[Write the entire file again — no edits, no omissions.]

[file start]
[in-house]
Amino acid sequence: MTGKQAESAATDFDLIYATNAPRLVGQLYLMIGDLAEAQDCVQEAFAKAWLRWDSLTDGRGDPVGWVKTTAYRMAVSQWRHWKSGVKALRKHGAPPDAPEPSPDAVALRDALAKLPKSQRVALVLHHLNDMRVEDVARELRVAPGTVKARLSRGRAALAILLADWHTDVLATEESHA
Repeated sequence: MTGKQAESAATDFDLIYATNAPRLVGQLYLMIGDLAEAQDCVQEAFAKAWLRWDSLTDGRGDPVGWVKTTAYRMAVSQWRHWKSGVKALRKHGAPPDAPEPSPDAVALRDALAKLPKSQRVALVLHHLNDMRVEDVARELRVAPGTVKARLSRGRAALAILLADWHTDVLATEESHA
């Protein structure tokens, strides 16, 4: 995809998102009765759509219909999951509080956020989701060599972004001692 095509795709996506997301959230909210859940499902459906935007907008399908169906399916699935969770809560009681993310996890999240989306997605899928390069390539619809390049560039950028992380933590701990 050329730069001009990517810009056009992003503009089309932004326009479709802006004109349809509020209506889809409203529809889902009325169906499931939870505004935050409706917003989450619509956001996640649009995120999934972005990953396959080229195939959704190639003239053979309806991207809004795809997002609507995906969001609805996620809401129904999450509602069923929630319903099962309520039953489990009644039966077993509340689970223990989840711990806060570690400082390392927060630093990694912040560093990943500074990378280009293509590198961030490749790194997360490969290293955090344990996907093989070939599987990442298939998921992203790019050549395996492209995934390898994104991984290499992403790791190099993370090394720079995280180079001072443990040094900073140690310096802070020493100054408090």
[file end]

[in-house]
Amino acid sequence: MTGKQAESAATDFDLIYATNAPRLVGQLYLMIGDLAEAQDCVQEAFAKAWLRWDSLTDGRGDPVGWVKTTAYRMAVSQWRHWKSGVKALRKHGAPPDAPEPSPDAVALRDALAKLPKSQRVALVLHHLNDMRVEDVARELRVAPGTVKARLSRGRAALAILLADWHTDVLATEESHA
Repeated sequence: MTGKQAESAATDFDLIYATNAPRLVGQLYLMIGDLAEAQDCVQEAFAKAWLRWDSLTDGRGDPVGWVKTTAYRMAVSQWRHWKSGVKALRKHGAPPDAPEPSPDAVALRDALAKLPKSQRVALVLHHLNDMRVEDVARELRVAPGTVKARLSRGRAALAILLADWHTDVLATEESHA
């Protein structure tokens, strides 16, 4: 995809998102009765759509219909999951509080956020989701060599972004001692 095509795709996506997301959230909210859940499902459906935007907008399908169906399916699935969770809560009681993310996890999240989306997605899928390069390539619809390049560039950028992380933590701990 050329730069001009990517810009056009992003503009089309932004326009479709802006004109349809509020209506889809409203529809889902009325169906499931939870505004935050409706917003989450619509956001996640649009995120999934972005990953396959080229195939959704190639003239053979309806991207809004795809997002609507995906969001609805996620809401129904999450509602069923929630319903099962309520039953489990009644039966077993509340689970223990989840711990806060570690400082390392927060630093990694912040560093990943500074990378280009293509590198961030490749790194997360490969290293955090344990996907093989070939599987990442298939998921992203790019050549395996492209995934390898994104991984290499992403790791190099993370090394720079995280180079001072443990040094900073140690310096802070020493100054408090």